City Connects at the National Catholic Educational Association Meeting

NCEAToday and tomorrow, City Connects will have be represented at the annual meeting of the National Catholic Educational Association (NCEA) in Boston. Here are a couple of presentations to check out if you are attending the meeting:

  • Is Each and Every Catholic High School Graduate College and Career-Ready?

Thursday, April 12, 1:15-2:30pm, Room 207
Presenters:
Patrice DiNatale and Norm Hursh, City Connects; John Marshall, Chaminade Julienne Catholic High School (Dayton, Ohio)

Preparing high school students to be college and career-ready is a considerable challenge for today’s secondary schools, including Catholic schools. In this presentation, school leaders discuss specific steps and strategies to introduce a proven program of optimized student support at the high school level that promotes students’ academic achievement, healthy development, and college and career readiness. Problem solving steps and strategies to address personnel, operational, and management systems to promote implementation will be discussed.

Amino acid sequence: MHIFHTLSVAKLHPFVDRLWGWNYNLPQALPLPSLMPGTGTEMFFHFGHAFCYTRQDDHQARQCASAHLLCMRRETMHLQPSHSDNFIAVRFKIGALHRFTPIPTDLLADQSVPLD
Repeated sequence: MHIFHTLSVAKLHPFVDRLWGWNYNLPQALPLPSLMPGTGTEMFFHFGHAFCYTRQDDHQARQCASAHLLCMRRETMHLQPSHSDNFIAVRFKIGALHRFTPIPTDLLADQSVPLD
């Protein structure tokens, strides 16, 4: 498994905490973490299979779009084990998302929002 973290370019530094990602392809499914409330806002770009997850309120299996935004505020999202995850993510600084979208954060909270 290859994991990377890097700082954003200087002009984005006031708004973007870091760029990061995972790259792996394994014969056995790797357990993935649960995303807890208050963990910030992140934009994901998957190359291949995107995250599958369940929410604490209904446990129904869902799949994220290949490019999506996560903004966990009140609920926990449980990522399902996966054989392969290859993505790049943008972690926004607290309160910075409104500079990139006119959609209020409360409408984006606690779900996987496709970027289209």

• Optimized Student Support as a Core Function of Catholic Education

Friday, April 13, 10:45am-12pm, Hynes 107
Presenters: Mary E. Walsh,
City Connects, and Matthew J. Welch, City Connects in Catholic Schools

This session describes an evidence-based approach to addressing the out-of-school factors that shape academic achievement and healthy development. We will detail the implementation and delivery of this approach within K-8 Catholic schools and will illustrate student and school outcome data. With this information we will then launch into a discussion about how to optimize student support at your school.

Pat DiNatale and Norm Hursh will also be presenting about City Connects this weekend at the National Office for School Counselor Advocacy (NOSCA) National Conference in Baltimore. This year’s theme is “Destination Equity;” Pat and Norm’s presentation is on Saturday, April 14.

For more information:

  • Follow NCEA on Twitter @NCEATalk; use #NCEA2012 for conference updates

Both/And: Improving Education in Schools and in the Community

City Connects team member Matthew Welch penned a thoughtful guest post on BC professor Andy Hargreaves‘ blog, “Both/And: Improving Education in Schools and in the Community,” in which he proposes a way to stop the cycle of blame in education reform. The achievement gap is not just the fault of teachers, nor can it be solely attributed to out-of-school factors like poverty. Schools and the communities are jointly implicated and both should be part of the solution.  Matt writes:

“As a conscientious public, we should do whatever we can to improve [schools], focusing special attention on their most important element: teachers. But we should also acknowledge that there are bigger issues that schools are not equipped to address. The good news is that much of that expertise is already there—often already paid for—in the communities surrounding schools.”

For more information: